Moreover, outside donors can shape a research organization’s agenda simply by choosing to fund some areas of work and not others. Indeed, organizations like the Ford, MacArthur, and Smith Richardson Foundations have been doing this for decades. When donors control some of the purse strings, certain topics will get more attention than they would have otherwise received and other topics will be under-studied or ignored completely. Some senior fellows may be hired solely because there’s a donor out there who is willing to pay for them, and others may be let go because support is lacking or because influential donors don’t like what they have to say.
To make matters worse, the line between think tank research and formal political lobbying has become increasingly blurred in recent years. As journalist Ken Silverstein and others have shown in a number of revealing books and articles, the work of a number of prominent think tanks is driven as much by explicit political agendas as by scholarly criteria, even though these organization often pretend to be doing "serious" scholarship and adopt the outward appearance of more academic institutions. Even an independent and well-regarded organization such as the Smithsonian’s Woodrow Wilson International Center for Scholars can sometimes be caught up in lobbyists’ activities, even though no money is changing hands.
What about the ivory-tower world of academia, where objective "scientific" research is supposed to rule the day? The situation is in fact somewhat different here, but not as much as most university professors would like to think. Universities often have sizeable endowments and can make money from student tuition, so faculty working on foreign policy topics are not compelled to raise outside money in order to keep their jobs and continue their research (though it certainly doesn’t hurt). The institution of tenure — which does not exist in the think tank world — also helps insulate faculty from outside pressure. Moreover, rising to the commanding heights of academia depends on demonstrating scholarly credentials through publications in peer-reviewed journals and academic monographs, something researchers at inside-the-Beltway think tanks rarely do anymore.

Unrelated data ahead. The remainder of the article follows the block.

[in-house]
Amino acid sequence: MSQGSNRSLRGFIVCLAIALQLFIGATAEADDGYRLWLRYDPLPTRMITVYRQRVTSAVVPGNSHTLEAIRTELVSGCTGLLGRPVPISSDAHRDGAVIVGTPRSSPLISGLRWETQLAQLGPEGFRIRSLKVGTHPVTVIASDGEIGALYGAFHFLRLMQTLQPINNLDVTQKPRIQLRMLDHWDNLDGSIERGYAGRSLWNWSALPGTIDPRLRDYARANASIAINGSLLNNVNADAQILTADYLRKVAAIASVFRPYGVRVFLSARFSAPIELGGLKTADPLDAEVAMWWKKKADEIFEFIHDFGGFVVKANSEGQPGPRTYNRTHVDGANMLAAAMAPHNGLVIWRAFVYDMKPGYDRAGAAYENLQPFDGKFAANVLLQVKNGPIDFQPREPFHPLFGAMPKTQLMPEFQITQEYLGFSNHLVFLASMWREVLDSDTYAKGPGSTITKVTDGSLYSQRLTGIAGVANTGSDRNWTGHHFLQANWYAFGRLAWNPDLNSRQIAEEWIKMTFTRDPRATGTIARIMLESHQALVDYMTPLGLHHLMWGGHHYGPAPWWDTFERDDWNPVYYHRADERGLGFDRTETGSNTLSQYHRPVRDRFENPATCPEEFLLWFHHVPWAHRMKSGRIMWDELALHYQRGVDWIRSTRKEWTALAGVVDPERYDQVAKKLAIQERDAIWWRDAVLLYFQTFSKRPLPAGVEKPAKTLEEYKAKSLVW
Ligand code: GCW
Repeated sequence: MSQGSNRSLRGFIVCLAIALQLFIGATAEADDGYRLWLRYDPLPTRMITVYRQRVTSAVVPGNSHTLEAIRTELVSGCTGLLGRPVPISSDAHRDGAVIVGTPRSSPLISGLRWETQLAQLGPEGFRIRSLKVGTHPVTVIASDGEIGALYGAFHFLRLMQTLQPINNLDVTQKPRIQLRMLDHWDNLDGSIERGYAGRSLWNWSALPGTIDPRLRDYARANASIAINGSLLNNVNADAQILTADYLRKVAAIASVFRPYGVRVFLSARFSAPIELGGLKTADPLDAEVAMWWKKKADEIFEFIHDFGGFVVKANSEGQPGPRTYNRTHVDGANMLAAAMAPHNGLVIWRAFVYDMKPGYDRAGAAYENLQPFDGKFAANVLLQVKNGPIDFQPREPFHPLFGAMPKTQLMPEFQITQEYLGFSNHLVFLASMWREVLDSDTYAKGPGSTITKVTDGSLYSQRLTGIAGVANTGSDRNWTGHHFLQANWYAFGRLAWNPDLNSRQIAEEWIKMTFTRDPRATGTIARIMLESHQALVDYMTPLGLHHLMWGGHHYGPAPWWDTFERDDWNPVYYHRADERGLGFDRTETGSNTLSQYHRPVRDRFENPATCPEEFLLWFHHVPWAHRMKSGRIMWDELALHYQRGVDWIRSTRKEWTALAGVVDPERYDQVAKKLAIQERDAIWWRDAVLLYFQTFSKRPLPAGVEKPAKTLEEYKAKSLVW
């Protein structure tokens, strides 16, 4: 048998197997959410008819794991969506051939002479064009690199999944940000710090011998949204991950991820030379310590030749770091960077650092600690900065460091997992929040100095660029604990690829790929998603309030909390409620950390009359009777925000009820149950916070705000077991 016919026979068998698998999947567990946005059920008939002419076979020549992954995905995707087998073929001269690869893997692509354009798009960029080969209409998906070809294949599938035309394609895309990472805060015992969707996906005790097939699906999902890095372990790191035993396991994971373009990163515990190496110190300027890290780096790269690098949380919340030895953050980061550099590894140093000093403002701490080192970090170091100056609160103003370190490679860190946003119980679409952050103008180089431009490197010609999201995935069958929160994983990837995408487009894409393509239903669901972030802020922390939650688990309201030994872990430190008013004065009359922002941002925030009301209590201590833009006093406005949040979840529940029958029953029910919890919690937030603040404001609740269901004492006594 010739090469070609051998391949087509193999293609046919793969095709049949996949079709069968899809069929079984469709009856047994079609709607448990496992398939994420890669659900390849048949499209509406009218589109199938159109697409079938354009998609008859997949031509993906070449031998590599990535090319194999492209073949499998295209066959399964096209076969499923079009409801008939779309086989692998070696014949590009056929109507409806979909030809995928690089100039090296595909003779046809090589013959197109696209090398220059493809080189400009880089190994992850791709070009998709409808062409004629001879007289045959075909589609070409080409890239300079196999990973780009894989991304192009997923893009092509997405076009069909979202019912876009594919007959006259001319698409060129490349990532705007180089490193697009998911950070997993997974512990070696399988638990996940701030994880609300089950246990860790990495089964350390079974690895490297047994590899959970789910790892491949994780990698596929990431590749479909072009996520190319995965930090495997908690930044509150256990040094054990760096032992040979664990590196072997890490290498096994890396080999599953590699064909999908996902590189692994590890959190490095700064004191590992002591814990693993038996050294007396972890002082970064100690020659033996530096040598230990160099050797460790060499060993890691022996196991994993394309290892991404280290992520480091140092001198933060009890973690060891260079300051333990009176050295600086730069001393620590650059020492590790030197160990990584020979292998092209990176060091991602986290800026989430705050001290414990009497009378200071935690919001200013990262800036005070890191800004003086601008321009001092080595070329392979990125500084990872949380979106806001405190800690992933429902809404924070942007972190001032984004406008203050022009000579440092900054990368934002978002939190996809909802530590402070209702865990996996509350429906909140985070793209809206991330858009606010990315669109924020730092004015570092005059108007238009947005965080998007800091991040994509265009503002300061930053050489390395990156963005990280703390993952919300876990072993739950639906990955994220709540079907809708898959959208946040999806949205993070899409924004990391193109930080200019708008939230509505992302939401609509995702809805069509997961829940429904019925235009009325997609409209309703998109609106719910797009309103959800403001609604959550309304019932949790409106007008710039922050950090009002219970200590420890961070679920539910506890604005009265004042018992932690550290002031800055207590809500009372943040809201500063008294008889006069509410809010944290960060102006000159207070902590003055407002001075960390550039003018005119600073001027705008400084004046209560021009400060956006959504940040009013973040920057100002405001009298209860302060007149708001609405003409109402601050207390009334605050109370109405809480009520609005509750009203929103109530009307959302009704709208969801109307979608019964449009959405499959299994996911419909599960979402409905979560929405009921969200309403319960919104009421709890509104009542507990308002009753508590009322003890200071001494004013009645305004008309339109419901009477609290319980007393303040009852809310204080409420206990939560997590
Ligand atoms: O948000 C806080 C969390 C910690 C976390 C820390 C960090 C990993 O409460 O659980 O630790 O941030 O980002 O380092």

Yet even in the well-protected world of academia, faculty, deans, and university presidents remain sensitive to donors’ interests and the research agenda of the faculty can be easily swayed when a foundation, major donor, or a government dangles the prospect of large research grant. University-based scholars have more freedom to say what they think than their think-tank based counterparts, but they still face subtle forms of pressure and are not immune to temptation themselves.
Finally, the present hoopla over foreign funding of D.C. think tanks, prompted by that article in the New York Times, if anything understates the problem. There are obviously grounds for concern when a foreign government, individual, or foundation gives a big slug of money to a research organization, but it is not obvious why money from overseas is any more worrisome than money arising from within the United States itself. In both cases, individuals or organizations with deep pockets and particular agendas are trying to influence public and elite understanding of some issue and thus to influence what the U.S. government eventually does about it. Does it really matter whether the donor is a weapons manufacturer, an oil company, a multinational financial services company, an ethnic lobby, a wealthy individual with a particular agenda, or an ideologically motivated foundation?
In some cases, the level of support will be evenly distributed across the ideological spectrum and the resulting "war of ideas" will be a mostly fair fight. In other areas, by contrast, groups or individuals on one side of the debate will enjoy a clear advantage in resources and we should expect to see shallow and heavily skewed debate. And if the follies of the past 20 years have taught us anything, it is that narrow and one-sided debates tend to lead to major foreign policy screw-ups.
What is to be done? As I’ve written before, the least objectionable way to address this problem is to encourage greater transparency on the part of think tanks and other research organizations. Groups that refuse to divulge their donors, or refuse to detail how the money they receive is being spent, should be "named and shamed" by independent ratings agencies such as Transparify. Journalists that continue to rely on "expertise" from non-transparent research organizations should be reminded that they are relying on biased sources, and encouraged to seek out more independent sources of expertise. They could do a better job of acknowledging the political stance (and funding sources) of the groups on whom they often go for expert commentary, and include that in their reportage.
It may be too late to dry up the torrent of money that is warping the public debate on critical foreign policy questions, but I’d settle for knowing who’s paying whom (and for what).